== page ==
With nuclear power facilities working to comply with new cybersecurity regulations, airlines looking for ways to keep their aircraft connected and secure, and airports working to protect borders and travelers, security and resilience are paramount. Rockwell Collins has solutions for all of these needs, as well as a new internal cybersecurity strategy, all of which link to its core purpose — keeping people safe, connected and informed.
Capitalizing on a global network
As the largest aeronautical data-link provider in the world, Rockwell Collins is capitalizing on its ARINC Global Network to provide a new service to critical infrastructure customers — hosted cybersecurity. “We currently provide physical security solutions to almost 70 percent of all nuclear power plants in the United States,” said Elyas Farzan, director of Marketing and Business Development for Rockwell Collins Information Management Services (IMS).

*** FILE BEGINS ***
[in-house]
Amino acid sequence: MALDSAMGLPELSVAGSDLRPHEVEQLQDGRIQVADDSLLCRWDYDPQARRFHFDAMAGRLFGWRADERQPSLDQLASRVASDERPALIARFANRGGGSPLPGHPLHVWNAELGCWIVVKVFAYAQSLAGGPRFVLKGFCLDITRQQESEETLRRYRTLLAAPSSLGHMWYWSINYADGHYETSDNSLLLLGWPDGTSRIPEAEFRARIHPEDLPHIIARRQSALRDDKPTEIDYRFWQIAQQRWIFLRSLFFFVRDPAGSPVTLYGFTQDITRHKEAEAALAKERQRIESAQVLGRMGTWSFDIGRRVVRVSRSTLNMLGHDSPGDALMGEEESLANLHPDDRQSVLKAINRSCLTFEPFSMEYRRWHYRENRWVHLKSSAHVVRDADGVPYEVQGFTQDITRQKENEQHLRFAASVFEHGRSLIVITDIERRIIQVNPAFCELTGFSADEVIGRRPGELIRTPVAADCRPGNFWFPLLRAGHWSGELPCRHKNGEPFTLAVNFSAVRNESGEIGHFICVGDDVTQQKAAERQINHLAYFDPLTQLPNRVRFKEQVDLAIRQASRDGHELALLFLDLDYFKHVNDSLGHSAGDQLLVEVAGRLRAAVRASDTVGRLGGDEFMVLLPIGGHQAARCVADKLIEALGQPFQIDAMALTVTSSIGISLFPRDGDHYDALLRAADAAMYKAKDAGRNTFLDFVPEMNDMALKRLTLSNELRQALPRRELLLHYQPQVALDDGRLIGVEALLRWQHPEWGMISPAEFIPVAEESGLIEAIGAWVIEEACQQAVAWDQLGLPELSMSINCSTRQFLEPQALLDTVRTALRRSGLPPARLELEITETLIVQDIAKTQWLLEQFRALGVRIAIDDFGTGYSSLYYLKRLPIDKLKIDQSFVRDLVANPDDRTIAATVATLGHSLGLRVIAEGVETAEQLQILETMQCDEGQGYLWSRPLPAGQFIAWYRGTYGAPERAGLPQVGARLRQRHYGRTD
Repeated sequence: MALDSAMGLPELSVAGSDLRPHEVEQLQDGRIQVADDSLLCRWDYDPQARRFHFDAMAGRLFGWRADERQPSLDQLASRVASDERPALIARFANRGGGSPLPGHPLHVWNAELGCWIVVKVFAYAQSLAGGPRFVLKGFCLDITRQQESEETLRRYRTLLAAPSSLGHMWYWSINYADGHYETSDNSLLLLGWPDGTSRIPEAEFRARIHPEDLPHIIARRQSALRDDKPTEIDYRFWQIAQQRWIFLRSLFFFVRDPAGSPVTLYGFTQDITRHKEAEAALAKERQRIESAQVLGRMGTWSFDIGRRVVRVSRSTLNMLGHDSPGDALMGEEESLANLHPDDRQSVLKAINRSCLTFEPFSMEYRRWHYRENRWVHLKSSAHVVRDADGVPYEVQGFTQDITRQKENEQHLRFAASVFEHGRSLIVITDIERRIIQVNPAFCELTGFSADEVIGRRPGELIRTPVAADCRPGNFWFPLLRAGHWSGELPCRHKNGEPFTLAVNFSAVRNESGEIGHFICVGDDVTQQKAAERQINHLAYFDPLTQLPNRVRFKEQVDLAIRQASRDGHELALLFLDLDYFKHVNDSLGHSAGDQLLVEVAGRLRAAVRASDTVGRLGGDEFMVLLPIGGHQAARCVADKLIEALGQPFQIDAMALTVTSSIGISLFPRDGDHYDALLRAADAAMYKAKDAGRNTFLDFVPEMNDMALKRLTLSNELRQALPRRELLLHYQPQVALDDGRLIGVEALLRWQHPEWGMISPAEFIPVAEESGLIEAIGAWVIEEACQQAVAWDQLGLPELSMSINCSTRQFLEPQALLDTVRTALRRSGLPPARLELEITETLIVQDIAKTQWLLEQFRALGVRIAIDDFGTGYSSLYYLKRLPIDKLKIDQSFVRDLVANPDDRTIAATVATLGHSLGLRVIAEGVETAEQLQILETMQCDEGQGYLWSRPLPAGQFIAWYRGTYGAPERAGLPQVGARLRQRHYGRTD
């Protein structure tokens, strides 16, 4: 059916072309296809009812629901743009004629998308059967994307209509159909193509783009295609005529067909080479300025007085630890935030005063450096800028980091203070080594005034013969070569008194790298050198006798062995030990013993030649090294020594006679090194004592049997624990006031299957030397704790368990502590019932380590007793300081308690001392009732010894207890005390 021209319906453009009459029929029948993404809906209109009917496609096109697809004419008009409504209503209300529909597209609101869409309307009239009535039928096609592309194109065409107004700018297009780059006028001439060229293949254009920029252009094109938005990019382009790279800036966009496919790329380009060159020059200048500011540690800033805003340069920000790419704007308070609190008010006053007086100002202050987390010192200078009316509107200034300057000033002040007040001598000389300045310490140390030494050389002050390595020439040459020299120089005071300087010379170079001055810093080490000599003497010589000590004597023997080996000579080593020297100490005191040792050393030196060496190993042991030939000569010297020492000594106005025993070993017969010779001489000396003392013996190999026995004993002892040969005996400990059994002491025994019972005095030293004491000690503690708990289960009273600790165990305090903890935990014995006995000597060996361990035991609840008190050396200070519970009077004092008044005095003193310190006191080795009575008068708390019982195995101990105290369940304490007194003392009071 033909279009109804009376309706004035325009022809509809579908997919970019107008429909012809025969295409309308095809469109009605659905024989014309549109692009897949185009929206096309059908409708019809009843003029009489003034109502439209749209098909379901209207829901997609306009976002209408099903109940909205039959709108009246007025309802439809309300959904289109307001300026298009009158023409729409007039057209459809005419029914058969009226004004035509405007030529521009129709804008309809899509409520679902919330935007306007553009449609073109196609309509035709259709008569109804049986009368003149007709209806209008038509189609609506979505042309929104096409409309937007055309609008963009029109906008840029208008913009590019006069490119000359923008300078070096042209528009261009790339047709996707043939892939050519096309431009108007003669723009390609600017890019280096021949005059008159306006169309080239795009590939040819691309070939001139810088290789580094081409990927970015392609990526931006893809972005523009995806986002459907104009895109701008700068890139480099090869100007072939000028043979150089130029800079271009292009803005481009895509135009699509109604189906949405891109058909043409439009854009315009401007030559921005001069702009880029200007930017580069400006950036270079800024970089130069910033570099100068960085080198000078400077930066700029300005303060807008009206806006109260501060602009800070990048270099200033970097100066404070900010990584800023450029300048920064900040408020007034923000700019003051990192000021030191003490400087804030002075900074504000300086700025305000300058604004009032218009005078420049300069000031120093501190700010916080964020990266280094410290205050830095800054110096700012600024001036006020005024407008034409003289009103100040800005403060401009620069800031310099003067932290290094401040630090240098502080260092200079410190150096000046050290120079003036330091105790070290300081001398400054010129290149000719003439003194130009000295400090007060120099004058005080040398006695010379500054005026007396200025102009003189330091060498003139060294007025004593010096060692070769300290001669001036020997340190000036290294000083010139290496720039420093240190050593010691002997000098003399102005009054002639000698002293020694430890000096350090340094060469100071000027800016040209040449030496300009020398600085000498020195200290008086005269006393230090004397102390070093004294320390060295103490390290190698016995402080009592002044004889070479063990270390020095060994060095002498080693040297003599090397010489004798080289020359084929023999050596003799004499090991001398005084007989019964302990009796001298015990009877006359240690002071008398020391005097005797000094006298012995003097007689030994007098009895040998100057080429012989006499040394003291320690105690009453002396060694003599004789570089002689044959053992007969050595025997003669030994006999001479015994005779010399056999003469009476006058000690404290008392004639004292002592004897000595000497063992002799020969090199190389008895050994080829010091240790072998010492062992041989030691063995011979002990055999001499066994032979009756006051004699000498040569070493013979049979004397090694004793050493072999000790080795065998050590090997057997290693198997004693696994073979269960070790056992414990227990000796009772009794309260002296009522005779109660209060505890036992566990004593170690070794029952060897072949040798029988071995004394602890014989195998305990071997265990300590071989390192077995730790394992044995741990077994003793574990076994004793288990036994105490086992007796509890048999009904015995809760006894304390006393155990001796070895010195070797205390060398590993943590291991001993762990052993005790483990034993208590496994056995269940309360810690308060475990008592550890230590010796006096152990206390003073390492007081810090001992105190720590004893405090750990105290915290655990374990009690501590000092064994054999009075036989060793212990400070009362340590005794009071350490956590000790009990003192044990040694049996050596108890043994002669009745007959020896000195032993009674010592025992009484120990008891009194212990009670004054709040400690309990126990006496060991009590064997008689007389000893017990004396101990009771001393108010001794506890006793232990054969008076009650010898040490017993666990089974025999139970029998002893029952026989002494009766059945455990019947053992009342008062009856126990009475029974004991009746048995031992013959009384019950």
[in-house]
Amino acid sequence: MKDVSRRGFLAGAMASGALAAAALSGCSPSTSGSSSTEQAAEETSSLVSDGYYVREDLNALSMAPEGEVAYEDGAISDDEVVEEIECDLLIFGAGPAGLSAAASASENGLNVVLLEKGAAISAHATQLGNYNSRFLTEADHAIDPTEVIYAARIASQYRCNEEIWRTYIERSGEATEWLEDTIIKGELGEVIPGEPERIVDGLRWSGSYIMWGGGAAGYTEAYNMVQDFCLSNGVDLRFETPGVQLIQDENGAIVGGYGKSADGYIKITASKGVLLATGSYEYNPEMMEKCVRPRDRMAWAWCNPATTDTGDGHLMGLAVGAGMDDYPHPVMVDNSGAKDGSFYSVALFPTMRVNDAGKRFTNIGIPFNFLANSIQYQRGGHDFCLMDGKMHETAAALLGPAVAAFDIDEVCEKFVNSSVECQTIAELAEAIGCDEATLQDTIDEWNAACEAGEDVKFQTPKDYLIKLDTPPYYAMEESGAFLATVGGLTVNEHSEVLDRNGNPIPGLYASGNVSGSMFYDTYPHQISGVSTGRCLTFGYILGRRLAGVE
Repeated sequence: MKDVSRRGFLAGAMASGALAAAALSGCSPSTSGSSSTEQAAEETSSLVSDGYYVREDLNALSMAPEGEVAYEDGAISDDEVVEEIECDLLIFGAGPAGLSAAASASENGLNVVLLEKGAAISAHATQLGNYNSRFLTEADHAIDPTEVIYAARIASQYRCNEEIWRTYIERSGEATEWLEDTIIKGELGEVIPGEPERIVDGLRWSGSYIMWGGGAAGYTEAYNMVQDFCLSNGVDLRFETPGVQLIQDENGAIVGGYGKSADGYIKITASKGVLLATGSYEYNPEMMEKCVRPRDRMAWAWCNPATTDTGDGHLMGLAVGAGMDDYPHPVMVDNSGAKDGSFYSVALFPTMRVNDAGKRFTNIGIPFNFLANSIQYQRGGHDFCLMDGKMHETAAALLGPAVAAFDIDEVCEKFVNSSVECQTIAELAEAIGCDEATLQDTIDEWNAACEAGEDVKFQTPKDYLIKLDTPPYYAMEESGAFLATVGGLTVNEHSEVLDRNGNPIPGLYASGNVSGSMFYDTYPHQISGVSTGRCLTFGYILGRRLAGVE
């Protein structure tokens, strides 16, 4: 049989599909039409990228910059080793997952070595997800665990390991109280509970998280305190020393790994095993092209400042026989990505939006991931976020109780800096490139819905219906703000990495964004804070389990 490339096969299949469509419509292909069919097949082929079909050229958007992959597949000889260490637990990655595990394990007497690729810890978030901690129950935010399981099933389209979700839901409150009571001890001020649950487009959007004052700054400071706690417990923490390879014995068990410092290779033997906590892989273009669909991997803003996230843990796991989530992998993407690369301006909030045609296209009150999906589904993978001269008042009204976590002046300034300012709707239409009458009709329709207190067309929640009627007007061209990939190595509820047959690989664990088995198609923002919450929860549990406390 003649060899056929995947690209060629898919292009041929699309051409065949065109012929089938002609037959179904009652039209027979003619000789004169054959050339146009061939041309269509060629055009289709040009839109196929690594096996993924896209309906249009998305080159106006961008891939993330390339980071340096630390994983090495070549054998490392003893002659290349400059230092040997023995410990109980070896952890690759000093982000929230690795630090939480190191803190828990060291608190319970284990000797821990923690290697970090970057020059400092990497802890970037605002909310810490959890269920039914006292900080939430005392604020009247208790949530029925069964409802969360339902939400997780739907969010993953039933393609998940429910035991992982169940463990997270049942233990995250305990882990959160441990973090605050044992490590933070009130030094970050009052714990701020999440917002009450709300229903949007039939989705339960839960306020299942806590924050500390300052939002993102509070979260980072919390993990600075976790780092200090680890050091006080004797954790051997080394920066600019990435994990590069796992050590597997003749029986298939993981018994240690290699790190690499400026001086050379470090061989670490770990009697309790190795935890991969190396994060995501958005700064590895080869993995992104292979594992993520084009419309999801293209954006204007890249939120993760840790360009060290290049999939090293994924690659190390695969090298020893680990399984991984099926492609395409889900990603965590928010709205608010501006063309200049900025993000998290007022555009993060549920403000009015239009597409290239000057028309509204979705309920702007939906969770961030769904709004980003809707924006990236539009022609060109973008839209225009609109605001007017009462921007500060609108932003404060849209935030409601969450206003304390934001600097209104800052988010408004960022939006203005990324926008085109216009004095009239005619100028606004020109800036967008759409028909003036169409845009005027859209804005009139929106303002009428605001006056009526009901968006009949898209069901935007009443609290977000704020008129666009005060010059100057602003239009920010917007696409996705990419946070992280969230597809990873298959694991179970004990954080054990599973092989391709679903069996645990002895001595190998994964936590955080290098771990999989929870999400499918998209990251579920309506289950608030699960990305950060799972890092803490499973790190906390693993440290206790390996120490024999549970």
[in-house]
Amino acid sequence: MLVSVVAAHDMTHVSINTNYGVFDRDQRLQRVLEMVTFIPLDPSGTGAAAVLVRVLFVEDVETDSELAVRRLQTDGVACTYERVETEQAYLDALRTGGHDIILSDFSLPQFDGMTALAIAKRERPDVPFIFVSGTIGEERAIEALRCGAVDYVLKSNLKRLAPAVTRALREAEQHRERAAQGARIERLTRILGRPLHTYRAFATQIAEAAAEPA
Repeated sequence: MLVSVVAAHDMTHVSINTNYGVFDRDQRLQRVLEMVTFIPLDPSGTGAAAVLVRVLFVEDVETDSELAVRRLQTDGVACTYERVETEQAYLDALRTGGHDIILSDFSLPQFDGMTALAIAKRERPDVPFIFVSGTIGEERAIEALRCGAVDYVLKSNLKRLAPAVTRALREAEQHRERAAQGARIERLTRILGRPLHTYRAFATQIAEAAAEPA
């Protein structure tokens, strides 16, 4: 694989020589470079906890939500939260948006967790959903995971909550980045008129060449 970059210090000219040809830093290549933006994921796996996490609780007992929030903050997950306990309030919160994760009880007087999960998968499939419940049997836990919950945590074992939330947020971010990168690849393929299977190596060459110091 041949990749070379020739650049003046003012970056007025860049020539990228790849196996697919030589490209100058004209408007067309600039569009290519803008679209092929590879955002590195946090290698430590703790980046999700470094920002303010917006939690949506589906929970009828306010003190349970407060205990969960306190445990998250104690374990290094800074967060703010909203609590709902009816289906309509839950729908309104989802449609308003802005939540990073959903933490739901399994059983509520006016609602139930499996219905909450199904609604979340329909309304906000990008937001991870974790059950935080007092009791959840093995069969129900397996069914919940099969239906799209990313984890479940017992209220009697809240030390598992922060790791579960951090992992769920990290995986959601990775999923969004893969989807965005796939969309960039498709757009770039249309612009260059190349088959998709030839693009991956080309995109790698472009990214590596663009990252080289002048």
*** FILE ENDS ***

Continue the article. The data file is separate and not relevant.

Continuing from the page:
To comply with Nuclear Regulatory Commission (NRC) requirements, nuclear facilities must demonstrate that their critical systems are protected from cyberattacks. “Many customers lack the technical expertise and resources to monitor their own network 24 hours each day to comply with these regulations,” explained Farzan. “Rockwell Collins’ hosted cybersecurity service complements the existing services we offer, providing a cost-effective solution to keeping their facilities secure.”
“Since we create and manage high-availability private networks and network services, we ensure that our customers’ data is secure at every single point.”
“Rockwell Collins’ mission-critical NOC (network operations center) is the backbone that railways, airlines, airports, nuclear power plants and emergency responders count on each day to connect and transfer their critical data,” said Mark Griffith, director of Cybersecurity for IMS. “Since we create and manage high-availability private networks and network services, we ensure that our customers’ data is secure at every single point.”
The connected aircraft
Another area where Rockwell Collins is keeping customers’ data secure is on board aircraft. A majority of today’s aircraft systems have federated, stand-alone systems with custom operating systems and hardware. This separation makes them extremely resilient to cyberattack. However, as networking technologies are introduced into aircraft to gain efficiencies in the cockpit and cabin, the risk of security vulnerabilities can increase as well.